5G: From Vision to Reality
With the ever-increasing demands on mobile data traffic and stronger requirements on latency and reliability of novel mobile services, it becomes more challenging to meet those diverse needs by sheer migration of the existing cellular technologies. Consequently, 3GPP set out 5G standardization to accommodate those needs with evolutionary technologies in April 2016. Samsung’s innovative and pioneering technologies are now being used in the most advanced 5G trials yet and are helping to lay the foundation of critical 5G standards. Through research partnerships spanning the industry value chain, Samsung and its partners are now demonstrating the viability of some of the first practical use cases, including fixed wireless access.
The industry is now in need of a productive ecosystem spanning the entire value chain that is capable of delivering on the promises of 5G. Samsung is actively working to make that a reality, in order to kick start tangible 5G applications.

Biography: Dr. Wonil Roh is currently a Vice President and Head of Communications Research Group at Samsung Electronics Corp in Korea. He is responsible for research and development of next generation mobile communications technologies. He started working at Samsung Electronics in 2003 in research and development of CDMA and Mobile WiMAX base-stations with the main focus on multi-antenna algorithms and system analysis. Then, he led overall WiMAX standard activities and strategy in Samsung including IEEE, the WiMAX Forum and ITU-R, and served as Chair of Technical Working Group (TWG) of the WiMAX Forum from 2006 to 2011. Since 2011, he has been leading research efforts for the next generation cellular (Beyond 4G or 5G) technologies with a focus on development of disruptive technologies and feasibility studies.  Dr. Roh holds a Doctorate in Electrical Engineering at Stanford University in USA.

https://media.licdn.com/mpr/mpr/shrinknp_200_200/p/6/005/07c/316/2a660d6.jpg Satish Dhanasekaran
VP/GM, Keysight Technologies

The Impact of New Spectrum on Design and Test 

Since the dawn of the cellular age, spectrum policy has driven significant engineering discipline and investment to enable our connected mobility. Providing a fundamental underlying constraint on diplexer and multiple-access topologies in 1G, spectrum issues are driving new increasing complexity in 4G and 4.5G including now 50 LTE bands, large-scale carrier aggregation, and unlicensed access. Each new generation of mobile communications has either been driven by, or enabled by spectrum policy updates. Combined with the technology , these provide both increased opportunity for the industry to change the way people use their mobile systems and new challenges for designers and operators. It can be argued that the most significant updates in spectrum policy, those related to licensing spectrum above 6GHz for mobile communications and those associated with shared access spectrum, are now upon us. The opportunities are already manifest with investment in mmWave technology across multiple disciplines. But this is new territory for the majority of cellular radio designers, most of whom have little experience with electromagnetic wavelengths shorter than 5cm. Not only do we in the technical community have to address the opportunities and challenges with the physics associated with mmWave, we also have the additional constraints that will be associated with specific policy (bands, bandwidths, power requirements, SAR, etc.).  In addition, new techniques related to traditional radio and microwave frequencies will be required with emerging requirements associated with shared licensed spectrum. The impact on the design and test industry as we move these technologies from the niches to mainstream radio include the use of unprecedented semiconductor technology, new and smart antenna schemes, much much wider bandwidths, new interconnect technologies, active spectrum management, and cognitive radio. This talk will explore the impact on design and technology and some of the emerging challenges to commercializing a mobile multiple-access network in the context of the new frontier of spectrum.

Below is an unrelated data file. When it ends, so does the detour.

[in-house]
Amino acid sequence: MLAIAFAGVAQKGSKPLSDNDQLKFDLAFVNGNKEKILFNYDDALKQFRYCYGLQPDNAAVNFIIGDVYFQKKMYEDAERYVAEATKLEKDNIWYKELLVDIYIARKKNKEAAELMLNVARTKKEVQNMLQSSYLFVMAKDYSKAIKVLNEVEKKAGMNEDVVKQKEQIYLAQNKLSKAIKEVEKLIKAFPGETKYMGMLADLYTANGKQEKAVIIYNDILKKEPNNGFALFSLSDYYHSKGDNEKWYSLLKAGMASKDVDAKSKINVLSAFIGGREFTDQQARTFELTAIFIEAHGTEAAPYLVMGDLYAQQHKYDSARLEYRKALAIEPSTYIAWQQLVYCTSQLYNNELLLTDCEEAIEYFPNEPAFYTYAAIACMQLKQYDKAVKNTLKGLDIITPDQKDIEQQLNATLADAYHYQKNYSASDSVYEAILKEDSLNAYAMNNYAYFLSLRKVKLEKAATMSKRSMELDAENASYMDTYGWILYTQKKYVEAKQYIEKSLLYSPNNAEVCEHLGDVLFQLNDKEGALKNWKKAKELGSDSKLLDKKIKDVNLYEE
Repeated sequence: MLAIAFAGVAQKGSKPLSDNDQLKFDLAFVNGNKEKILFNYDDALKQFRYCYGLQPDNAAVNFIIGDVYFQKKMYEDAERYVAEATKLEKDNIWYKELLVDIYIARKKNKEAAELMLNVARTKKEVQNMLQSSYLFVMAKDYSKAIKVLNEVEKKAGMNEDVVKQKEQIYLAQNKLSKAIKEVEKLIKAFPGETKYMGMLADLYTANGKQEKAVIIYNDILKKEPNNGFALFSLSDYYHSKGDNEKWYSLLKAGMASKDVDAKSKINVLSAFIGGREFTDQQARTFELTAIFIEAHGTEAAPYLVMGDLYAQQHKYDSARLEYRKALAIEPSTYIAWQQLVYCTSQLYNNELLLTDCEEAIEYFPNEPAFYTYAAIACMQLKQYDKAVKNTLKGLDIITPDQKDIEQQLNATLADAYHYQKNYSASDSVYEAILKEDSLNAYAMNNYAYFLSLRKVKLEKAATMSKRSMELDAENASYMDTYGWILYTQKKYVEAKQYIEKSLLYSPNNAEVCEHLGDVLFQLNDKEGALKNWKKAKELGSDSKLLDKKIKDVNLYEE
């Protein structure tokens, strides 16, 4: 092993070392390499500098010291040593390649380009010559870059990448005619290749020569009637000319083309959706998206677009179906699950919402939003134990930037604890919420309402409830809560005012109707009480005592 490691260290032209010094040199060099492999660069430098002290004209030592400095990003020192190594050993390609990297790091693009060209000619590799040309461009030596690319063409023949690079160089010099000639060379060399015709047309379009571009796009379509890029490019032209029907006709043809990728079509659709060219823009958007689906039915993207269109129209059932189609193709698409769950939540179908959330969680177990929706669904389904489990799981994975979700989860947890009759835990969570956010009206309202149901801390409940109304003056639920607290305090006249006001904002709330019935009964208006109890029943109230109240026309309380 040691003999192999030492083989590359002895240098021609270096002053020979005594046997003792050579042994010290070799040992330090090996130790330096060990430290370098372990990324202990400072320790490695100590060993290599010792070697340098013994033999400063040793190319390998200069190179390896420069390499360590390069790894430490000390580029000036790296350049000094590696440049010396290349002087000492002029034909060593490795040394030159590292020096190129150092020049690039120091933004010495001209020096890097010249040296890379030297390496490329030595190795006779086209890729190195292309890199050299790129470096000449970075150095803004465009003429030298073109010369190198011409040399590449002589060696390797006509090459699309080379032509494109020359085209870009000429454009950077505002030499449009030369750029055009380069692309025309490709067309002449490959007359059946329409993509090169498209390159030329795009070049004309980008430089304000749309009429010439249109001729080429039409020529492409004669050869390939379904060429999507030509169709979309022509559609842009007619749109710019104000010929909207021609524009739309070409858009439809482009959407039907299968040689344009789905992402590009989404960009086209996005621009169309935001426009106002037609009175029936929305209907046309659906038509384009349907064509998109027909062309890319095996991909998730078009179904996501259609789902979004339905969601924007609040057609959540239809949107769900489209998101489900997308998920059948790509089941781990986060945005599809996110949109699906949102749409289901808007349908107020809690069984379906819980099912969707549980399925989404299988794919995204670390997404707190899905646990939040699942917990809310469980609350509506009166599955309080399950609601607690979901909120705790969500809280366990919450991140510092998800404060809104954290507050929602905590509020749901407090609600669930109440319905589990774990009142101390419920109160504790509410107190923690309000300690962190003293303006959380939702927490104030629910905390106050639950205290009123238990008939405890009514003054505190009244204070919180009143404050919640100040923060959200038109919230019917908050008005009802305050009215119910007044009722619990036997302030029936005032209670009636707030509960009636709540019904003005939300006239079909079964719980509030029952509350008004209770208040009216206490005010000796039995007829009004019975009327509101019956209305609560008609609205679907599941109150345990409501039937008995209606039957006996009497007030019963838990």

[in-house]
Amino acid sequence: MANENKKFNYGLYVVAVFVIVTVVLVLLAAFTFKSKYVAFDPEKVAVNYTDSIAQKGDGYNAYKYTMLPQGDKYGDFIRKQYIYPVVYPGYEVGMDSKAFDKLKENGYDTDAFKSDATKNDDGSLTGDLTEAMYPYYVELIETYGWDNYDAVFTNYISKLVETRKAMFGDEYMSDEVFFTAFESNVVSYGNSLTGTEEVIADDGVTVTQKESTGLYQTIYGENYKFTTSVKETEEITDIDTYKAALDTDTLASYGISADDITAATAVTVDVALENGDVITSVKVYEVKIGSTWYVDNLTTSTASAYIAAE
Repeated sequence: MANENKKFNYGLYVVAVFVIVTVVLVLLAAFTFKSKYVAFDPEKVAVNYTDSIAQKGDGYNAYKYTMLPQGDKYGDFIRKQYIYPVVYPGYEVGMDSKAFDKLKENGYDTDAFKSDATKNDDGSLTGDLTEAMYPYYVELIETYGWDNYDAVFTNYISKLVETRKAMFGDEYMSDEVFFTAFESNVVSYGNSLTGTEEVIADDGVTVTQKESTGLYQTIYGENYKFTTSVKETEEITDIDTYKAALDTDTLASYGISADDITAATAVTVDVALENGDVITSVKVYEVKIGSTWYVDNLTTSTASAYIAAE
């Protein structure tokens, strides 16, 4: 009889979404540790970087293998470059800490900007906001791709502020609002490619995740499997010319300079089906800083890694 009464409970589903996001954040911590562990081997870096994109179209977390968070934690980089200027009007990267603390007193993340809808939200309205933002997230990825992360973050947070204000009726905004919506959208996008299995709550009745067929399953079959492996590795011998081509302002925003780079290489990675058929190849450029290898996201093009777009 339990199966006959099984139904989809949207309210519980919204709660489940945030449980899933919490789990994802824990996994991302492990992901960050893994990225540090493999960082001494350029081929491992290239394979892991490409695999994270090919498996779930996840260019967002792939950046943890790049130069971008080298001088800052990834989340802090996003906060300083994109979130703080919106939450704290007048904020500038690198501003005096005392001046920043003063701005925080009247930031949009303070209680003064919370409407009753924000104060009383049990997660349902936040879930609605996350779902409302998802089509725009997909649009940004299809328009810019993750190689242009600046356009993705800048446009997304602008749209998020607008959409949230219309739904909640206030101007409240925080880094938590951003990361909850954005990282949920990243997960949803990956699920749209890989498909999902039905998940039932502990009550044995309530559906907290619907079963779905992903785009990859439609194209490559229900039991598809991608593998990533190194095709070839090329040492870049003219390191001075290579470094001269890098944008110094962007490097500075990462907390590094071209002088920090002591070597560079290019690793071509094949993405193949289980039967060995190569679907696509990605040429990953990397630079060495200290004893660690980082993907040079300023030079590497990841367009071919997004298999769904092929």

Biography: Satish Dhanasekaran is General Manager of Mobile Broadband Operation in Keysight Technologies. Satish started in Agilent Technologies in 2006 as a Wireless Applications Engineer. Since then, he has held several leadership roles as Technical Architect, Business development manager for Keysight’s Wireless Business for the America’s Region.  In his current role, Satish manages technology development and marketing of test products to the wireless industry. Before joining Agilent in 2006 as a Wireless Applications Engineer, he worked at Motorola designing and leading development of RF sections for first-generation smart phone devices. Satish received his MS EE from Florida State University.